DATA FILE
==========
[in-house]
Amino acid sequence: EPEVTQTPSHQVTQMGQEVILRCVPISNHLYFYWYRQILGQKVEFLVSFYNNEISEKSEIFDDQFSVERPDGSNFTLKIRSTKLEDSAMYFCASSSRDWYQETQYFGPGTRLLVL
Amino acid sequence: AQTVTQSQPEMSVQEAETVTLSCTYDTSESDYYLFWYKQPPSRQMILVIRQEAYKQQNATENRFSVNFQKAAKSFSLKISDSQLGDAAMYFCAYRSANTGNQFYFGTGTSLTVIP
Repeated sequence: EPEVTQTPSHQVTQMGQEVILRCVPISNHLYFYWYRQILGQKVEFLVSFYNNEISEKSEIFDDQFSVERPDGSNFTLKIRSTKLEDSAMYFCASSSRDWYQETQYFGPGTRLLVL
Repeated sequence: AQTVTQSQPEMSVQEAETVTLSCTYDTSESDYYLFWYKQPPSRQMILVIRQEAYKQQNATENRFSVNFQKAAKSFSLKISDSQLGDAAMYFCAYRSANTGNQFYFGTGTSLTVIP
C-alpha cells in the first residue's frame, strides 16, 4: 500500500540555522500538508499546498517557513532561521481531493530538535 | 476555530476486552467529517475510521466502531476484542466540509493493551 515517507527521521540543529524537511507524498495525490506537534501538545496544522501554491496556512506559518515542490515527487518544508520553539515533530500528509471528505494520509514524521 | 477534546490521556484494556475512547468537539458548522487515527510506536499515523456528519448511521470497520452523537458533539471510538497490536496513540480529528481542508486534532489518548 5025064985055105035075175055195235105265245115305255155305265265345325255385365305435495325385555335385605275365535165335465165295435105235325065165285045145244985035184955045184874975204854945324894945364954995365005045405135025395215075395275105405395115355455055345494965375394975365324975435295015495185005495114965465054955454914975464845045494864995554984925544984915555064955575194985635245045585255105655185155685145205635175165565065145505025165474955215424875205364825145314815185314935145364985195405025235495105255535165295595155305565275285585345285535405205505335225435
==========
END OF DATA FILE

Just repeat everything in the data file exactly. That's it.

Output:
[in-house]
Amino acid sequence: EPEVTQTPSHQVTQMGQEVILRCVPISNHLYFYWYRQILGQKVEFLVSFYNNEISEKSEIFDDQFSVERPDGSNFTLKIRSTKLEDSAMYFCASSSRDWYQETQYFGPGTRLLVL
Amino acid sequence: AQTVTQSQPEMSVQEAETVTLSCTYDTSESDYYLFWYKQPPSRQMILVIRQEAYKQQNATENRFSVNFQKAAKSFSLKISDSQLGDAAMYFCAYRSANTGNQFYFGTGTSLTVIP
Repeated sequence: EPEVTQTPSHQVTQMGQEVILRCVPISNHLYFYWYRQILGQKVEFLVSFYNNEISEKSEIFDDQFSVERPDGSNFTLKIRSTKLEDSAMYFCASSSRDWYQETQYFGPGTRLLVL
Repeated sequence: AQTVTQSQPEMSVQEAETVTLSCTYDTSESDYYLFWYKQPPSRQMILVIRQEAYKQQNATENRFSVNFQKAAKSFSLKISDSQLGDAAMYFCAYRSANTGNQFYFGTGTSLTVIP
C-alpha cells in the first residue's frame, strides 16, 4: 500500500540555522500538508499546498517557513532561521481531493530538535 | 476555530476486552467529517475510521466502531476484542466540509493493551 515517507527521521540543529524537511507524498495525490506537534501538545496544522501554491496556512506559518515542490515527487518544508520553539515533530500528509471528505494520509514524521 | 477534546490521556484494556475512547468537539458548522487515527510506536499515523456528519448511521470497520452523537458533539471510538497490536496513540480529528481542508486534532489518548 5025064985055105035075175055195235105265245115305255155305265265345325255385365305435495325385555335385605275365535165335465165295435105235325065165285045145244985035184955045184874975204854945324894945364954995365005045405135025395215075395275105405395115355455055345494965375394975365324975435295015495185005495114965465054955454914975464845045494864995554984925544984915555064955575194985635245045585255105655185155685145205635175165565065145505025165474955215424875205364825145314815185314935145364985195405025235495105255535165295595155305565275285585345285535405205505335225435